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Our Impact

A Persistent and Effective Advocate for Safe Streets for All

Walk San Francisco was founded in 1998 by a small group of volunteers who were united by the belief that our streets and sidewalks should be safe and welcoming for all.

Today, Walk SF is known as a tireless advocate in pushing for – and winning – life-saving changes across the city. Powered by our diverse, passionate members, we want nothing less than to make San Francisco the most pedestrian-friendly city in the United States.

Here are some of our biggest wins so far.

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Walk SF’s advocacy successfully led the City to establish safer speed zones around K-12 public and private schools citywide, which was implemented in 2012. San Francisco was California’s first city to implement 15-mph school zones on this scale. Today, we continue to work to improve walking conditions around schools, including through Safe Routes to School.

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In 2014, San Francisco was the second city in the United States to adopt Vision Zero, in great part because of Walk SF’s advocacy work. Vision Zero is a commitment from City Hall and agencies to end all severe and fatal traffic crashes by 2024. This commitment has given us new leverage and momentum in winning safety improvements to our streets. Learn more about our Vision Zero campaign.

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After two years of advocacy, we celebrated an important win in 2018 with our partners at Senior & Disability Action and the Transit Justice Group. The San Francisco Municipal Transportation Agency (SFMTA) agreed to increase the length of pedestrian crossing signals at every light with countdowns throughout the city! This life-saving win is especially important for seniors, families, and people with disabilities.

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We tirelessly speak out at City Hall for the most comprehensive and cutting-edge safety improvements to our streets. Our advocacy led to a truly multimodal Second Street, boarding islands on Taraval Street, and reduced vehicle traffic on Market Street.

In 2018, we won the city’s first-ever raised intersection on Page Street and major “road diets” for 6th Street and Taylor Street. Learn more about our campaigns to fix San Francisco’s most dangerous streets.

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Walk SF continues to be the city’s defender of sidewalk space. Sidewalks are our refuge as pedestrians, and we will always fight to protect them. This is why we advocated for and won the first U.S. law banning Segways from sidewalks back in 2002.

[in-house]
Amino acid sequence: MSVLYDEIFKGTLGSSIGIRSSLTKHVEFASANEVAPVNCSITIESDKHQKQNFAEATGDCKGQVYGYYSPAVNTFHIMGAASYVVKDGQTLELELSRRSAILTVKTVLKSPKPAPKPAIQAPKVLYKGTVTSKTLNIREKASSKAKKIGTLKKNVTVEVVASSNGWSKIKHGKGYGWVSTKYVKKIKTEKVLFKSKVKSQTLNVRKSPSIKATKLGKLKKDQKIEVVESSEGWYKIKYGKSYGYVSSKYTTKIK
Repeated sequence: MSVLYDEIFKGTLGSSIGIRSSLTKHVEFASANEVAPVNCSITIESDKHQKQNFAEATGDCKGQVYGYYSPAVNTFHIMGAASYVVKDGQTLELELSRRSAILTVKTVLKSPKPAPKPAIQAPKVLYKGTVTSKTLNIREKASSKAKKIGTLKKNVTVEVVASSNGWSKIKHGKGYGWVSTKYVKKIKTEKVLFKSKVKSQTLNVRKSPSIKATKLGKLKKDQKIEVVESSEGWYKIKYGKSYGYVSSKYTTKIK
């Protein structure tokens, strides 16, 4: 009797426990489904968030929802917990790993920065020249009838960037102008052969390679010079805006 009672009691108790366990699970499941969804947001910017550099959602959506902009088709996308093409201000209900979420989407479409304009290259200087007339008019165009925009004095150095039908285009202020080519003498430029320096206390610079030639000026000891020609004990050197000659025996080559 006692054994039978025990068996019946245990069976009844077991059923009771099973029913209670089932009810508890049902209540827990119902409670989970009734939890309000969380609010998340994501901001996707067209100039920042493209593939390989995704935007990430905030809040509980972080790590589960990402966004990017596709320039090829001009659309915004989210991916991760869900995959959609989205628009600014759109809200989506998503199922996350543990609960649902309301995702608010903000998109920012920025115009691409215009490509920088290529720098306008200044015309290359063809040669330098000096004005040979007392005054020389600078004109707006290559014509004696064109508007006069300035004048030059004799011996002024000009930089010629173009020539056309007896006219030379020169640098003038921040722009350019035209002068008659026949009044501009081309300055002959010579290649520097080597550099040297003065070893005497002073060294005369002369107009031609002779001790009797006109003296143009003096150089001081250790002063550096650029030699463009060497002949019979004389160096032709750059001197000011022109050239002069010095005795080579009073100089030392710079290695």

It’s why we have successfully pushed for higher fines for cars parking on the sidewalk, and why we helped Supervisor Norman Yee limit the testing of sidewalk delivery vehicles in 2017 to areas with few people walking. In 2018, we spoke out about electric scooters being illegally ridden on sidewalks.

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In 2007, we joined the San Francisco Bicycle Coalition and community advocates in winning Healthy Saturdays, which closes part of JFK Drive in Golden Gate Park to vehicle traffic on Saturdays for half of the year. (We continue to support the efforts to make Golden Gate Park streets car-free year-round.)

We’re proud to have helped launch the first Sunday Streets events in 2008 with Livable City, the San Francisco Bicycle Coalition, and the YMCA. Today, Sunday Streets are an incredible success story, claiming car-congested streets for community health and transforming them into car-free spaces for all to enjoy – in every corner of the city.

We also advocated for permanent “parklets” in 2010, which are now a well-established way to reclaim streets as shared public spaces. Learn more about our work to win more Pedestrian-Only Streets and Events.

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Our city must significantly invest in making our sidewalks, streets, and public space serve the millions of people walking in our city. We advocate for funding for pedestrian safety improvements at every opportunity.

We championed the $248 million Road Repaving and Street Safety Bond passed in 2011, which has funded countless curb ramps, upgraded pedestrian signals, sidewalk extensions, and protected bicycle lanes across the city.

We were big supporters of Propositions A and B in 2014, both of which passed. These bonds are estimated to contribute $566 million to Vision Zero safety projects and improvements through 2030.

Our advocacy also led to a huge win in 2018 when the San Francisco Municipal Transportation Agency five-year capital improvement plan prioritized spending for Vision Zero safety improvements on the high-injury network.

Read more about how congestion pricing could raise funds for street improvements.